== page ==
Voices from New Mexico's Space History
Voices from New Mexico's Space History
Different quotations from New Mexico space pioneers appear on this page monthly. This is the October 2017 installment.
Different quotations from New Mexico space pioneers appear on this page monthly. This is the October 2017 installment.
 Home
This description of Anasazi astronomy at Chaco Canyon, New Mexico, is taken from the March 1985 issue of New Mexico Magazine. In the article, Michael Zeilik wrote about the Native Americans who lived in the pueblo between 850 and 1250 AD.

"Each pueblo had a special religious officer known as a Sun Priest.... From his experience, he knw that the sun swung in a seasonal arc along the horizon, due east at the fall and spring equinoxes, farthest north of east at the summer solstice, and farthest south of east on the winter solstice....

Sun Priests also had to anticipate rituals and have them announced publicly ahead of time. For example, the winter solstice ceremony---the most important of the year---was usually proclaimed eight to 10 days ahead of time. Why the need for anticipation? Pueblo rituals require considerable preparation....

Some corner openings in Bonito [an 800-room great house] served as doorways between rooms, but the two in the second story seem to have another function, for they face the general direction of the winter solstice sunrise....

Sunrise light first penetrates one opening at the end of October.... From the end of October to the winter solstice, the light beam moves horizontally a few inches each day. Markings along the plastered wall could point out to the Sun Priest how many days would elapse until the sacred day."



See previously featured quotes on the following pages:
Voices Archives for the current year
2016 Voices Archives
2015 Voices Archives
2014 Voices Archives
2013 Voices Archives
2012 Voices Archives
2011 Voices Archives


Photo Credits
Robert Goddard towing one of his rockets to the launch site near Roswell about 1931, courtesy of NASA.

WhiteKnightTwo carrying SpaceShipTwo at Spaceport America runway dedication flyover, photo by Loretta Hall.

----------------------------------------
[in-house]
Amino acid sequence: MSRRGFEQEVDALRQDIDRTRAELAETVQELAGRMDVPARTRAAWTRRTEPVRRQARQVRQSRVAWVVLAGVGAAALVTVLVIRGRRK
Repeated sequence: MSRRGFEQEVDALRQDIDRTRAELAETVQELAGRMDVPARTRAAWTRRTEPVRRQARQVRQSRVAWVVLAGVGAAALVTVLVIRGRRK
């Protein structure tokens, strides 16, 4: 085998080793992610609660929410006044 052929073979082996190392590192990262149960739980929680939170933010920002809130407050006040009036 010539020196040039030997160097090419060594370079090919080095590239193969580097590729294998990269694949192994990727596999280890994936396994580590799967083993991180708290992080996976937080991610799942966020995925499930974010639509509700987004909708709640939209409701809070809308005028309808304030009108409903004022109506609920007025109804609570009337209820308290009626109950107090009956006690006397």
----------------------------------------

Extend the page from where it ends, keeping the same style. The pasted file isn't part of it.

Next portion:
Unless otherwise credited, all material on this site is © Loretta Hall 2010-2017.

This description of Anasazi astronomy at Chaco Canyon, New Mexico, is taken from the March 1985 issue of New Mexico Magazine. In the article, Michael Zeilik wrote about the Native Americans who lived in the pueblo between 850 and 1250 AD.

"Each pueblo had a special religious officer known as a Sun Priest.... From his experience, he knw that the sun swung in a seasonal arc along the horizon, due east at the fall and spring equinoxes, farthest north of east at the summer solstice, and farthest south of east on the winter solstice....

Sun Priests also had to anticipate rituals and have them announced publicly ahead of time. For example, the winter solstice ceremony---the most important of the year---was usually proclaimed eight to 10 days ahead of time. Why the need for anticipation? Pueblo rituals require considerable preparation....

Some corner openings in Bonito [an 800-room great house] served as doorways between rooms, but the two in the second story seem to have another function, for they face the general direction of the winter solstice sunrise....

Sunrise light first penetrates one opening at the end of October.... From the end of October to the winter solstice, the light beam moves horizontally a few inches each day. Markings along the plastered wall could point out to the Sun Priest how many days would elapse until the sacred day."





See previously featured quotes on the following pages:
        Voices Archives for the current year
        2016 Voices Archives for quotes posted during 2016
        2015 Voices Archives for quotes posted during 2015
        2014 Voices Archives for quotes posted during 2014
        2013 Voices Archives for quotes posted during 2013
        2012 Voices Archives for quotes posted during 2012
        2011 Voices Archives for quotes posted during 2011


Photo Credits
Robert Goddard towing one of his rockets to the launch site near Roswell about 1931, courtesy of NASA.

WhiteKnightTwo carrying SpaceShipTwo at Spaceport America runway dedication flyover, photo by Loretta Hall.


Unless otherwise credited, all material on this site is
© Loretta Hall 2010-2017.

Be notified of
page updates
it's private
powered by
ChangeDetection
For more information about New Mexico's contributions to space exploration, visit the New Mexico Museum of Space History.
Be notified of
page updates
it's private
powered by
ChangeDetection
For more information about New Mexico's contributions to space exploration, visit the New Mexico Museum of Space History.